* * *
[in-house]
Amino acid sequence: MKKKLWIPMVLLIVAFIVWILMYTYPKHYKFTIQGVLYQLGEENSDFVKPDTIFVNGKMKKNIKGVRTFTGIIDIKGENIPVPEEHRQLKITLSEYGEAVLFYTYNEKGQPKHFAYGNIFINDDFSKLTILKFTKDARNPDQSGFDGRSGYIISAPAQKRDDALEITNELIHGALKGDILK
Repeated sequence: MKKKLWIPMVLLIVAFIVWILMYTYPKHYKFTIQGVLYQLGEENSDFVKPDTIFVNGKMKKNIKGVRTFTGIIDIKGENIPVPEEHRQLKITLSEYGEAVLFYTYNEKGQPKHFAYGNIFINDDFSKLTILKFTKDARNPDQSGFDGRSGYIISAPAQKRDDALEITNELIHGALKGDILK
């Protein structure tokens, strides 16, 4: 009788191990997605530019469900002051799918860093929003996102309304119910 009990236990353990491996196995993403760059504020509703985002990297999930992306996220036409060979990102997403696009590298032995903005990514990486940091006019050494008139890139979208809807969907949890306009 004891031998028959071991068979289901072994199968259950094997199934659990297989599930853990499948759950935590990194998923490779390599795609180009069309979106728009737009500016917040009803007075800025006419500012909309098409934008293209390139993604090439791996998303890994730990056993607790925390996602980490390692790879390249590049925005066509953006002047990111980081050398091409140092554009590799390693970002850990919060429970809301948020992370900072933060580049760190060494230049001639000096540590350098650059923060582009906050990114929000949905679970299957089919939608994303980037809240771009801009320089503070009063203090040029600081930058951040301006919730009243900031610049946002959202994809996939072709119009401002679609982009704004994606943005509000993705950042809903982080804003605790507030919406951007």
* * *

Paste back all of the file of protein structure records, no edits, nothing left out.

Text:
[in-house]
Amino acid sequence: MKKKLWIPMVLLIVAFIVWILMYTYPKHYKFTIQGVLYQLGEENSDFVKPDTIFVNGKMKKNIKGVRTFTGIIDIKGENIPVPEEHRQLKITLSEYGEAVLFYTYNEKGQPKHFAYGNIFINDDFSKLTILKFTKDARNPDQSGFDGRSGYIISAPAQKRDDALEITNELIHGALKGDILK
Repeated sequence: MKKKLWIPMVLLIVAFIVWILMYTYPKHYKFTIQGVLYQLGEENSDFVKPDTIFVNGKMKKNIKGVRTFTGIIDIKGENIPVPEEHRQLKITLSEYGEAVLFYTYNEKGQPKHFAYGNIFINDDFSKLTILKFTKDARNPDQSGFDGRSGYIISAPAQKRDDALEITNELIHGALKGDILK
């Protein structure tokens, strides 16, 4: 009788191990997605530019469900002051799918860093929003996102309304119910 009990236990353990491996196995993403760059504020509703985002990297999930992306996220036409060979990102997403696009590298032995903005990514990486940091006019050494008139890139979208809807969907949890306009 004891031998028959071991068979289901072994199968259950094997199934659990297989599930853990499948759950935590990194998923490779390599795609180009069309979106728009737009500016917040009803007075800025006419500012909309098409934008293209390139993604090439791996998303890994730990056993607790925390996602980490390692790879390249590049925005066509953006002047990111980081050398091409140092554009590799390693970002850990919060429970809301948020992370900072933060580049760190060494230049001639000096540590350098650059923060582009906050990114929000949905679970299957089919939608994303980037809240771009801009320089503070009063203090040029600081930058951040301006919730009243900031610049946002959202994809996939072709119009401002679609982009704004994606943005509000993705950042809903982080804003605790507030919406951007």